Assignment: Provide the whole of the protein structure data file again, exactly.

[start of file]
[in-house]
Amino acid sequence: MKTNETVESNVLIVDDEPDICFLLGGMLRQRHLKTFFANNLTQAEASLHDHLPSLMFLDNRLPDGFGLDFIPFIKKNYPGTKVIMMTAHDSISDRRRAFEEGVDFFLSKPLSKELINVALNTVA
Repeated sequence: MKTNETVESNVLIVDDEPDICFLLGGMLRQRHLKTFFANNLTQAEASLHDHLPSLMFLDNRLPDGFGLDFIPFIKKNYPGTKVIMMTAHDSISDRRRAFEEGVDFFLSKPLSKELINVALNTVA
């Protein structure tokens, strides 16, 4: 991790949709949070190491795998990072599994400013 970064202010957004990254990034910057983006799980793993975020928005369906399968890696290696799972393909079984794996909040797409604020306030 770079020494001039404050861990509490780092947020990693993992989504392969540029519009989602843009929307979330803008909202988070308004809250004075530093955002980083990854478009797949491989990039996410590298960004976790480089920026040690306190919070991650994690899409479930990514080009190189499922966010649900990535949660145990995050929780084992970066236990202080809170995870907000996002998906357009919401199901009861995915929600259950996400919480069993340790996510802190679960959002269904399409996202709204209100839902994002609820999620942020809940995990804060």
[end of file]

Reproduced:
[in-house]
Amino acid sequence: MKTNETVESNVLIVDDEPDICFLLGGMLRQRHLKTFFANNLTQAEASLHDHLPSLMFLDNRLPDGFGLDFIPFIKKNYPGTKVIMMTAHDSISDRRRAFEEGVDFFLSKPLSKELINVALNTVA
Repeated sequence: MKTNETVESNVLIVDDEPDICFLLGGMLRQRHLKTFFANNLTQAEASLHDHLPSLMFLDNRLPDGFGLDFIPFIKKNYPGTKVIMMTAHDSISDRRRAFEEGVDFFLSKPLSKELINVALNTVA
């Protein structure tokens, strides 16, 4: 991790949709949070190491795998990072599994400013 970064202010957004990254990034910057983006799980793993975020928005369906399968890696290696799972393909079984794996909040797409604020306030 770079020494001039404050861990509490780092947020990693993992989504392969540029519009989602843009929307979330803008909202988070308004809250004075530093955002980083990854478009797949491989990039996410590298960004976790480089920026040690306190919070991650994690899409479930990514080009190189499922966010649900990535949660145990995050929780084992970066236990202080809170995870907000996002998906357009919401199901009861995915929600259950996400919480069993340790996510802190679960959002269904399409996202709204209100839902994002609820999620942020809940995990804060």